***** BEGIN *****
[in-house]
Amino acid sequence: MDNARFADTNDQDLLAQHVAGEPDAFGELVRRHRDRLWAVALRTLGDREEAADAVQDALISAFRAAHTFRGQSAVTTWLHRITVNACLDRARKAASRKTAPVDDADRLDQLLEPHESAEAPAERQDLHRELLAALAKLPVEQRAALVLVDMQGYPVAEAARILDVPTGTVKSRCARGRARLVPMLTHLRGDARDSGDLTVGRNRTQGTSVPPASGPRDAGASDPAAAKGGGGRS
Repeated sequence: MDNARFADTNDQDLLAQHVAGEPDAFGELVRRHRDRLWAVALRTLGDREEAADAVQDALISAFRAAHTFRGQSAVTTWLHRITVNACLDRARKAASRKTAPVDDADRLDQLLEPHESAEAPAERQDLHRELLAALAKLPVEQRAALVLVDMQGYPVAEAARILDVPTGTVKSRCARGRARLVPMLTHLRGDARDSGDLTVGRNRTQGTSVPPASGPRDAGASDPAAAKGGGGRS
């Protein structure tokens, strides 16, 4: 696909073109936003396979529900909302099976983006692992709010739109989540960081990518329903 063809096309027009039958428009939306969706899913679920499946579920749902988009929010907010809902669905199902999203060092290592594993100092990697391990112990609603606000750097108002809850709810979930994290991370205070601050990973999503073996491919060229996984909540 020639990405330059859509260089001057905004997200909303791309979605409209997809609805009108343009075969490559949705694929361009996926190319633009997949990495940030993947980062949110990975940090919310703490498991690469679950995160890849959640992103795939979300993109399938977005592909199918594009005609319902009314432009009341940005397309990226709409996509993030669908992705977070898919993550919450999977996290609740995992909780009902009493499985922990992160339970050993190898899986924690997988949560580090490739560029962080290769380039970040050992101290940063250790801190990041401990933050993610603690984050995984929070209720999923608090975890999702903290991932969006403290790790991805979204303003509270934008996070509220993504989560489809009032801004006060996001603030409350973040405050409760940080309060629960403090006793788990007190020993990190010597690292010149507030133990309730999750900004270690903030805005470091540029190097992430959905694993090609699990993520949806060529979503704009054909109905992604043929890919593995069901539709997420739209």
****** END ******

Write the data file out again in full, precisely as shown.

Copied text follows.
[in-house]
Amino acid sequence: MDNARFADTNDQDLLAQHVAGEPDAFGELVRRHRDRLWAVALRTLGDREEAADAVQDALISAFRAAHTFRGQSAVTTWLHRITVNACLDRARKAASRKTAPVDDADRLDQLLEPHESAEAPAERQDLHRELLAALAKLPVEQRAALVLVDMQGYPVAEAARILDVPTGTVKSRCARGRARLVPMLTHLRGDARDSGDLTVGRNRTQGTSVPPASGPRDAGASDPAAAKGGGGRS
Repeated sequence: MDNARFADTNDQDLLAQHVAGEPDAFGELVRRHRDRLWAVALRTLGDREEAADAVQDALISAFRAAHTFRGQSAVTTWLHRITVNACLDRARKAASRKTAPVDDADRLDQLLEPHESAEAPAERQDLHRELLAALAKLPVEQRAALVLVDMQGYPVAEAARILDVPTGTVKSRCARGRARLVPMLTHLRGDARDSGDLTVGRNRTQGTSVPPASGPRDAGASDPAAAKGGGGRS
């Protein structure tokens, strides 16, 4: 696909073109936003396979529900909302099976983006692992709010739109989540960081990518329903 063809096309027009039958428009939306969706899913679920499946579920749902988009929010907010809902669905199902999203060092290592594993100092990697391990112990609603606000750097108002809850709810979930994290991370205070601050990973999503073996491919060229996984909540 020639990405330059859509260089001057905004997200909303791309979605409209997809609805009108343009075969490559949705694929361009996926190319633009997949990495940030993947980062949110990975940090919310703490498991690469679950995160890849959640992103795939979300993109399938977005592909199918594009005609319902009314432009009341940005397309990226709409996509993030669908992705977070898919993550919450999977996290609740995992909780009902009493499985922990992160339970050993190898899986924690997988949560580090490739560029962080290769380039970040050992101290940063250790801190990041401990933050993610603690984050995984929070209720999923608090975890999702903290991932969006403290790790991805979204303003509270934008996070509220993504989560489809009032801004006060996001603030409350973040405050409760940080309060629960403090006793788990007190020993990190010597690292010149507030133990309730999750900004270690903030805005470091540029190097992430959905694993090609699990993520949806060529979503704009054909109905992604043929890919593995069901539709997420739209």